MASON COUNTY — Ahhh…Summer. The time of lazy days and outside fun is upon us and so is the heat.
During the next following weeks when the temperatures are in the 90’s, the Mason County Health Department will be offering cold water to anyone who stops in at the health department at 216 Fifth Street. The health department will also provide cold water at the Mason City Building and New Haven City Building and residents can stop in there to pick up a cool bottle of water while you are out and about.
Caution must be taken when enjoying the various outdoor activities available. One deadly problem to prevent is heat stroke. Heat stroke is a condition where the body’s cooling system fails and the core body temperature rises uncontrollably. The exact cause is unknown, but it acts quickly and is often fatal. Therefore, preventing heat stroke from occurring is of utmost importance.
The human body cools itself by sweating. In some circumstances, you can produce up to a half gallon of sweat each hour. It is essential that this water loss is replaced by frequently drinking fluids or dehydration can occur. A dehydrated person is unable to sweat efficiently, resulting in an increased risk of heat stroke. Do not wait until you are thirsty to drink, because you could already be in the early stages of dehydration. In addition, water replacement should be limited to nonalcoholic and low sugar varieties to avoid even higher water loss.
Try to limit outdoor activities to morning and evening and take frequent rest periods. If you must be out in the afternoon, wear loose, lightweight clothing and stick to shady areas. Avoid heavy physical activity as well. On particularly humid days, limit your outdoor activities as well. High humidity in the air can prevent sweat from evaporating from the body, resulting in inefficient cooling.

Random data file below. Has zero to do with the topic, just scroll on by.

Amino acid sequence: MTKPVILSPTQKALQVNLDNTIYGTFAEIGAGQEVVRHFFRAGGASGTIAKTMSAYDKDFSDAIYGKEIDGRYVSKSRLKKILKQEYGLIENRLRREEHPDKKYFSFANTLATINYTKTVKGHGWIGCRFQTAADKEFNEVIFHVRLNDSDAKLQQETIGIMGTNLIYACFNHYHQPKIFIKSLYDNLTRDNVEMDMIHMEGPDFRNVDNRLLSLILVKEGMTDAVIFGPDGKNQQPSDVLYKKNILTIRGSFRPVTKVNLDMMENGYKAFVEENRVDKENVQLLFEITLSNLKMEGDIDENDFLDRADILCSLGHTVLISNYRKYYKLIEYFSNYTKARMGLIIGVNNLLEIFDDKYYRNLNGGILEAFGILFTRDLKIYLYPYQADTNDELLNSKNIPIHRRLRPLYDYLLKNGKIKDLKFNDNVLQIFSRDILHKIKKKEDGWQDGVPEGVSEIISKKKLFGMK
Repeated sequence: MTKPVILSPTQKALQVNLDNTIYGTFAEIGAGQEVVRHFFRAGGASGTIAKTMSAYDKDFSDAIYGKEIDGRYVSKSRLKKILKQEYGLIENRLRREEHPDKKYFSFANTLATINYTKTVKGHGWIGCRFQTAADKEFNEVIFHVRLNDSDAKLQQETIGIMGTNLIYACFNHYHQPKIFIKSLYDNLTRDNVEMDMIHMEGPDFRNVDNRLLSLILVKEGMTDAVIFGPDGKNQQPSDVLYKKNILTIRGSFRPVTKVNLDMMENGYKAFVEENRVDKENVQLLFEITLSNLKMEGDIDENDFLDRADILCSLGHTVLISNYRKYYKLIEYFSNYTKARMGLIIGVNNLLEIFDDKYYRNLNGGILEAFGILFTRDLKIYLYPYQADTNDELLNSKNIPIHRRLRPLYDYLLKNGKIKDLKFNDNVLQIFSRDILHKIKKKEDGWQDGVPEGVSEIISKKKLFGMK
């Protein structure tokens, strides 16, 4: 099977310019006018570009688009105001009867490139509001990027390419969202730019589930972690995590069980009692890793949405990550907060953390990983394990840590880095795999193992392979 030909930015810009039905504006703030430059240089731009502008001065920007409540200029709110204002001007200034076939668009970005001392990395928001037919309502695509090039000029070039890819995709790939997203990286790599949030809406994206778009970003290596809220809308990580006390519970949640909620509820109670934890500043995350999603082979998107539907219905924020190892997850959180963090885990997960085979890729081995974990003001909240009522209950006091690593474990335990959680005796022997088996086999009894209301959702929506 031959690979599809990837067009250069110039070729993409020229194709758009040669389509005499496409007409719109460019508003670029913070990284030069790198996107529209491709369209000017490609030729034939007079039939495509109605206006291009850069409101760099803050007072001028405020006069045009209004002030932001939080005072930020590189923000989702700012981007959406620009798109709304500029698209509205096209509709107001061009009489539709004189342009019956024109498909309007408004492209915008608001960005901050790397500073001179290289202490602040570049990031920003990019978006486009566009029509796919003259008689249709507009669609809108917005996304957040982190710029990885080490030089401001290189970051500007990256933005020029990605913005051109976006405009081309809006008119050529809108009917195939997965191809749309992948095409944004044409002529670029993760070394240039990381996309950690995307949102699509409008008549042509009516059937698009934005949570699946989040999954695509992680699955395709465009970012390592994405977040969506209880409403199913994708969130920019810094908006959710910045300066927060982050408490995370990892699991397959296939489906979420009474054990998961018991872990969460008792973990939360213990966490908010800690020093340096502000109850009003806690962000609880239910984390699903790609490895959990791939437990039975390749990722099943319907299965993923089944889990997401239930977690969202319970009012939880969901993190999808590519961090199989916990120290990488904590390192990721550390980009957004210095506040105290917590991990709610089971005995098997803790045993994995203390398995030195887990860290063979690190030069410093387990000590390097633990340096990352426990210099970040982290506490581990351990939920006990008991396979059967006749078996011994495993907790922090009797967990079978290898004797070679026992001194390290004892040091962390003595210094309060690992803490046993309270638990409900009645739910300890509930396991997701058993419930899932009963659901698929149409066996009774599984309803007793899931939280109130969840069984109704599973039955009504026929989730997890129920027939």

Be aware of the signs of heat stroke. These include symptoms such as dry skin that is red and hot, high body temperature, rapid pulse, dizziness, nausea, dry swollen tongue, headache, lethargy, stupor, and unconsciousness. If symptoms occur, immediately get the person to a shaded area to lie down, and encourage them to sip cool fluids. Call 911 for emergency assistance. Remove as much clothing as possible to expose skin to the air. Attempt to cool the victim by flushing the skin with cool water, applying cool cloths, and/or applying ice packs to the head, neck, underarms, and groin, until help arrives. Avoid actions that would cause shivering, because this raises internal temperature even more.
Finally, be aware of those that are higher risk of heat stroke. Infants, young children, elderly, mentally ill, and persons who are physically unwell are more susceptible to heat injuries. If you have friends or family members that fall into this category, check on them frequently to ensure they are doing okay. Following the above guidelines can help us all have a safe and healthy summer.
Information for this article prepared by the staff of the Mason County Health Department.